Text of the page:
Friday, June 3, 2016 / No comments

Book Review: After You by JoJo Moyes (Sequel to Me Before You)

Pamela Dorman Books

[SPOILER ALERT! DO NOT READ IF YOU HAVEN'T READ ME BEFORE YOU OR IF YOU DO NOT WANT TO KNOW THE ENDING TO IT. YOU'VE BEEN WARNED SO DON'T BLAME IF THE ENDING GETS SPOILED FOR YOU. BESIDES, IF THE INTERNET HAS NOT ALREADY SPOILED IT FOR YOU THEN YOU HAVE BEEN LIVING UNDER A ROCK]

[Disclaimer: This book and movie has stirred a lot of controversy lately about the subject of death with dignity aka doctor-assisted suicide. In this review I am neither for or against it and am just reviewing the story, not a specific subject of the story]




Book: After You

Author: JoJo Moyes

Genre: Fiction

Subgenre: Romance, family, death, grief, relationships

My Review and Thoughts: I read Me Before You earlier this year after borrowing it from a friend. I knew that the movie was coming out and I am a big proponent of reading the book before seeing the movie (for compare and contrast reasons and because usually THE BOOK IS ALWAYS BETTER. ALWAYS. Usually). Going in with a very blank (and open) mind (though I knew it was a romantic tear-jerker judging by the movie trailer), I was instantly invested in the characters. Moyes writes with an earnest and realistic hand, showing off her characters' good and bad sides in equal measure.

I fell in love with Louisa Clark, a cheerful and brightly dressed but stuck young woman, and Will Traynor, a once successful businessman and adventurous traveler, now a depressed quadriplegic, like they fell in love with each other. Lou was hired to care for Will, and though he was already set on ending his life, another reason Lou was hired was to see if she could change his mind about his decision. Through lots of conversation and some adventures, they grew to love and care for each other, sharing their thoughts, secrets and dreams, with Will pushing Lou to live and experience life, like he used to when he was able. But as much as Will loved Lou and vice versa, it wasn't enough for him to stay and suffer in declining health as a quadriplegic. He argued that he couldn't truly be everything he could for her and with great sadness, she finally supported him in his decision to end his life in Switzerland.

(That was such crappy paraphrasing. Me Before You is so much better. Just go read that now instead of that summary and then come back to this review)

The sequel, After You, is in no way as good as the first, obviously, but I am so glad that Moyes decided to write it because it may not be as emotionally taut, it helps not only Lou deal with her grief over losing Will, but ours as well. At the end of Me Before You, Will encourages Lou to live life, go travel, have adventures, and pursue her dreams. He also leaves her a vast amount of money to help with all of this. Lou does travel, to Paris, across Europe, but though she sees the sights she doesn't really take them in. Will is always a cloud hanging over her head and when she arrives back in London, in a lonely flat she's bought with Will's money, working a boring job at an Irish themed bar in an airport.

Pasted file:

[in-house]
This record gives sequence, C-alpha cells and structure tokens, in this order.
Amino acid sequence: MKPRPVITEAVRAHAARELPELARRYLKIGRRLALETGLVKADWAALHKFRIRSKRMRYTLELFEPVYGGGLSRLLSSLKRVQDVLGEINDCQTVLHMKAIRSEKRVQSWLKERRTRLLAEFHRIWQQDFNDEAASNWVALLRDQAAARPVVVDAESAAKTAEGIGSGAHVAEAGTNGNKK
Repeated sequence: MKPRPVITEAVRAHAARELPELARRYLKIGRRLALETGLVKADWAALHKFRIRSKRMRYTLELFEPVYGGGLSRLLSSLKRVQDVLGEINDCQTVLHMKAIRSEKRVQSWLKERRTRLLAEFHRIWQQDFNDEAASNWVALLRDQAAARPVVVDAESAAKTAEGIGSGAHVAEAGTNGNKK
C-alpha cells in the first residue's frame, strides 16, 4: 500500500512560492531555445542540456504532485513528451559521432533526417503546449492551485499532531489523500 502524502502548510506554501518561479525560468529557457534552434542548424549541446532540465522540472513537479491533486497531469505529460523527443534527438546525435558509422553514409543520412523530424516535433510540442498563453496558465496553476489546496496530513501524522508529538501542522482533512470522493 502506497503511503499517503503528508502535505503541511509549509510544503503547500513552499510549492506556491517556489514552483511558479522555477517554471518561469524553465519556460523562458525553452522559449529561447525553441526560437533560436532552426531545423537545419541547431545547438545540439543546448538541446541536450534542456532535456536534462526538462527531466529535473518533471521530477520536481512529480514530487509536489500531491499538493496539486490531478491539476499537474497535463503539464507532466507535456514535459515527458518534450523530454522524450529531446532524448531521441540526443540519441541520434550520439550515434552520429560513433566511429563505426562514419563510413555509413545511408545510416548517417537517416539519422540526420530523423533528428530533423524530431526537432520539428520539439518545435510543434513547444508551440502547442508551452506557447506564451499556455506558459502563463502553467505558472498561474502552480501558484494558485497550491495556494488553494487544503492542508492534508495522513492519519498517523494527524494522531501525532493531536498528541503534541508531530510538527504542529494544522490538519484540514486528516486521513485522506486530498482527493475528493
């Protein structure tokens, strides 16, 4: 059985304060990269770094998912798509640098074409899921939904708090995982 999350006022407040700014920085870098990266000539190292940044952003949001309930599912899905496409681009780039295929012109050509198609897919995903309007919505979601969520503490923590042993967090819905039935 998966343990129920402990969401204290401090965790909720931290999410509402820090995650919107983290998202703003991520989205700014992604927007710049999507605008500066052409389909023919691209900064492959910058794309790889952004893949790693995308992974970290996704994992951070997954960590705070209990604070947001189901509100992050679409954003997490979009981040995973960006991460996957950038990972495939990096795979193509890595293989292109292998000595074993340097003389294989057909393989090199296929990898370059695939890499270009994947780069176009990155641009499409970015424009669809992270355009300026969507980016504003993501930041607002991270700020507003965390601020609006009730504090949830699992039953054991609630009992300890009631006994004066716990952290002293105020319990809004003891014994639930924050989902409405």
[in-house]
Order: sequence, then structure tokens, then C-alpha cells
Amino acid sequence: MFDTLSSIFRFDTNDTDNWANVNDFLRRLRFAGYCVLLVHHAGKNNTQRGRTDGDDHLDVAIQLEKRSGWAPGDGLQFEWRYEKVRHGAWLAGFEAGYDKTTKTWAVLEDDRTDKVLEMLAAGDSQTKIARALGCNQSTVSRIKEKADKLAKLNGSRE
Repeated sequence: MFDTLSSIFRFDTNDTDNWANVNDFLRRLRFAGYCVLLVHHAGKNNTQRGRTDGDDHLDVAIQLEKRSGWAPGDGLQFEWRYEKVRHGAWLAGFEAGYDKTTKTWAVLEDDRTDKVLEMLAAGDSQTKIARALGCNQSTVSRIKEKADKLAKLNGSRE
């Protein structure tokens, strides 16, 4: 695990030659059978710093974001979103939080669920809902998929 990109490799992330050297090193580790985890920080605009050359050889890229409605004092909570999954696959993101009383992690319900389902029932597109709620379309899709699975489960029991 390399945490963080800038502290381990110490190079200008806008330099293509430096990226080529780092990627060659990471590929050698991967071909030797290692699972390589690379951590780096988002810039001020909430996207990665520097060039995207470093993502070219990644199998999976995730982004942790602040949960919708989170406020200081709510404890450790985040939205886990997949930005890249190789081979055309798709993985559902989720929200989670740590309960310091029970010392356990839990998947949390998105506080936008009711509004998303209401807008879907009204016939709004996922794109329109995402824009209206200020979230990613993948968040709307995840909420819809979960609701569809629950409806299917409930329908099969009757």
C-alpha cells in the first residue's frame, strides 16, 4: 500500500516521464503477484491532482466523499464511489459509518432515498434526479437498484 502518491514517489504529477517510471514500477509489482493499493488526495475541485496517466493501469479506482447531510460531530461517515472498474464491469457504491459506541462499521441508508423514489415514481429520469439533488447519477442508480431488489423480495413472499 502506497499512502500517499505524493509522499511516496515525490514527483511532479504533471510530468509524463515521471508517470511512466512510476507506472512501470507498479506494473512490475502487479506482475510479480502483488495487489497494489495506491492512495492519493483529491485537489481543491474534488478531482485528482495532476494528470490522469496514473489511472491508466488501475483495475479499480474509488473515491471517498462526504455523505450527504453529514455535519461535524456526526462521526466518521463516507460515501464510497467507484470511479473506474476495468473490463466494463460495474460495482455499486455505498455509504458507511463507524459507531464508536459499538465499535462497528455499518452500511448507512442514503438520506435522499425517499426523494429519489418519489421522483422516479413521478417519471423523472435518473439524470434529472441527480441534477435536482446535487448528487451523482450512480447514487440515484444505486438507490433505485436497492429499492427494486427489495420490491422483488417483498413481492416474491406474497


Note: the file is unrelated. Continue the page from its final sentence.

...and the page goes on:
Lou is just going through the motions, living, but not in the way Will wanted her to. A sudden accident throws Lou into a series of events that will introduce her to a new love internet, reunite with her family (her mother was livid with her choice of supporting Will to end his life) and forces her to come to terms with the fact that Will is gone. And a mysterious person from Will's past will make Louisa and everyone else who cared about Will see him in a whole new light, and help them see a possible future without him.

After You is a great example of the grief process and how it's different for everyone. What may take a year for one person, for another person it may take many years. You'll go through ups and downs, blame yourself, blame your loved one, be filled with guilt, denial, or anger. After her accident, Lou joins a group for those who are having trouble moving on from a loved one passing, where she meets a colorful cast of people (one of the best parts of Moyes' books are the back and forth conversations of the characters), who are all at different stages of their grieving process. Grief and fear has made Lou stuck and even a hunky new love interest, Sam (sometimes known as Ambulance Sam, in loving reference to his profession) is making it hard for her to move past Will in a way that won't dishonor his memory and the love they had for each other.

All of the characters you've loved (or not loved) from the first book (Lou's mother, father, Treena, their grandfather, Thomm, Nathan, even Patrick -boo- and Mr. and Mrs. Traynor and Will's sister) have their parts to play in the aftermath of life without Will. Lou's crazy, loving family was one of my favorite parts about the first book and I was so happy that we got to revisit that group and their joys and struggles.

The love story of Will and Lou will never compare to any emotionally charged part of the second book, but as much as we all loved him, all we really want is for quirky, cheerful Lou to be happy again. Even if it means moving on, but never forgetting, about Will.

Should You Read It: If you enjoyed the first book, then yes. If you haven't, then you'll probably be pretty confused and wonder why this girl Louisa and everyone else in the book is so sad about losing a guy named Will. So you should probably read the first book, then this book, and your life will probably be better for it. Well, I really liked both of the books so I recommend them. But you do what you want. Read them, don't read them. Live your life, queen! Or whatever all the kids are saying these days.

Catch you later, fellow weirdos!

-That Weird Girl Emily


Where to Buy:
Amazon
Barnes & Noble

Or, check out a copy from your local library!

Goodreads:
After You
Author Page

Check Out the Author:
Official Website
Twitter
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